Welcome

A New Party is Born

The two-party system has become an intolerable straitjacket on the hopes and dreams of the American people. More than ever, we need a viable alternative to a future of budget cuts, unemployment, despair and war.

Our Program

A One-Two Punch for Economic Recovery:

Wall Street speculators – not the American people – are responsible for the ongoing economic depression. Make them pay! We demand a 1% sales tax on stocks, bonds and derivatives to stop all state and federal budget cuts.

Make the private Fed accountable to the needs of the American people. Force it to finance an American economic revolution with trillions in cheap, long-term credit for infrastructure, industry and public needs.

Restoring the New Deal:

Economic Protections

A Protective Tariff

Protect industry with a 15% tariff (tax) on all imported goods

Parity Agriculture

Protect family farms with a fair (parity) price on all storable grains

Financial Re-Regulation

Protect savers and investors by re-regulating the financial sector

Economic Rights

Medicare for All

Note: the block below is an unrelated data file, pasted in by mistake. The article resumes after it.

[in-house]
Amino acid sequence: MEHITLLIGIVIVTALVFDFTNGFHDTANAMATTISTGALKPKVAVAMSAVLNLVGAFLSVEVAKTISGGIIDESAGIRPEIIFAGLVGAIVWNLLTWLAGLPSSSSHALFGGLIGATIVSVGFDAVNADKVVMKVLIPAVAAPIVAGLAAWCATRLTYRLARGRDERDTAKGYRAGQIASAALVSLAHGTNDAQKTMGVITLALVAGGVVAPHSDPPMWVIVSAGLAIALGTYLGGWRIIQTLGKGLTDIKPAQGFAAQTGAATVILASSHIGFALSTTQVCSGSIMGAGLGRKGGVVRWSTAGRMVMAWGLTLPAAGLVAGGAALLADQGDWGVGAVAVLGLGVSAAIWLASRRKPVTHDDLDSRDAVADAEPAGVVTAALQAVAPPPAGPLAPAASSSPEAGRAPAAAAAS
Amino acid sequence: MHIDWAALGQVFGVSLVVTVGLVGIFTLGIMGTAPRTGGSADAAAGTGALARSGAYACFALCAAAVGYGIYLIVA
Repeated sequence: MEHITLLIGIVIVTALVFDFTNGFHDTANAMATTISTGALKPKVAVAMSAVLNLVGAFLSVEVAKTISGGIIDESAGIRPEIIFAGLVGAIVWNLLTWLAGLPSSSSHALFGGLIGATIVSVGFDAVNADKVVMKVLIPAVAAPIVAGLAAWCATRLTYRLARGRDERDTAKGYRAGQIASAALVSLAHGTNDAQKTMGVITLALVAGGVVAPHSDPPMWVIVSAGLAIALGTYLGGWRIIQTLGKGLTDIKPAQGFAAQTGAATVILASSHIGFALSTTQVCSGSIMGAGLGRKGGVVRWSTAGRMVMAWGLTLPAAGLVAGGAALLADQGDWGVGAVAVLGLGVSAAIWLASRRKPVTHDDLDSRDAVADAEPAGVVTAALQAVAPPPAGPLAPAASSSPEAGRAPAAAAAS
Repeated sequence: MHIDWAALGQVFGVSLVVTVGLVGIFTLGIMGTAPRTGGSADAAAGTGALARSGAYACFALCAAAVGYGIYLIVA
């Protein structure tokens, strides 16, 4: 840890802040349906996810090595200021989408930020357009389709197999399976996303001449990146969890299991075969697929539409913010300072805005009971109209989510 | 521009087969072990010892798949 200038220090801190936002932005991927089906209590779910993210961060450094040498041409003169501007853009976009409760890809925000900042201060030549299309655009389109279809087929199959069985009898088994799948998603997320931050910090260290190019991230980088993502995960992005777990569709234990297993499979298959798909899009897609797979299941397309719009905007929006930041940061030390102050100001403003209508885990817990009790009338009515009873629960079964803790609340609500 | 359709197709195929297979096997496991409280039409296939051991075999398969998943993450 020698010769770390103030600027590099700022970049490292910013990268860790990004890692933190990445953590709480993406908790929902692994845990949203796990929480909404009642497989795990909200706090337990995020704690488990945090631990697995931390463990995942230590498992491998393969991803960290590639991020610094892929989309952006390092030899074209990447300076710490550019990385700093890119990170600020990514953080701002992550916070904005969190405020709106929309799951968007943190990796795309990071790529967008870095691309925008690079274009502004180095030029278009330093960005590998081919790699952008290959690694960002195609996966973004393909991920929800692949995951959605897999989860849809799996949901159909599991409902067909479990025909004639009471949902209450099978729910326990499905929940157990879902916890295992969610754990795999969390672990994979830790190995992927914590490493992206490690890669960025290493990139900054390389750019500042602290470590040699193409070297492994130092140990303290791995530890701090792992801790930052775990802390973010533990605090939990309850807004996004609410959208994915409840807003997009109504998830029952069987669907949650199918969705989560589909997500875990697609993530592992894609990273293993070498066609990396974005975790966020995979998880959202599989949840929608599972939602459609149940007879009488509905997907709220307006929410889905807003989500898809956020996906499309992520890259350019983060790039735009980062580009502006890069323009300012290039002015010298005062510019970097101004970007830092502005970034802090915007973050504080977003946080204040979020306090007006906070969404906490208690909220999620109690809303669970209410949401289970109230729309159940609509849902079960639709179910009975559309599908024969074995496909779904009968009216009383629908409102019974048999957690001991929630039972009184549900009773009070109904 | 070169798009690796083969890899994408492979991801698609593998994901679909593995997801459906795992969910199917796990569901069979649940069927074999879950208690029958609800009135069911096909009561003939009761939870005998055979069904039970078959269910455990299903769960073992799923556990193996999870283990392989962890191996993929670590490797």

Provide Medicare for All: public, not-for profit health insurance

Strengthen Social Security

Provide dignity for retirees by strengthening Social Security

Education and Housing

Stop foreclosures, and fight usury with public credit to ensure access to affordable, quality public education and housing for all Americans

TWSP News

By Dan Buhrdorf

As President Obama prepares a statement on foreign policy for this Wednesday, September 10, 2014, we in Nebraska are looking forward to another Senate debate this weekend. These two public moments should be seen as opportunities for all of us to look clearly at the dangers that face our state and our country.

Lincoln, NE: Just 3 days after the primary victories of Ben Sasse (R) and Dave Domina (D), a new face is entering the fray in the race for US Senate in Nebraska.

Randy Credico, a longtime comedian-turned-longshot mayoral candidate […] got just about 2 percent of the vote, or 13,666 votes throughout the city. So why is a tiny district of the Bronx showing a drastically different story? And could it matter?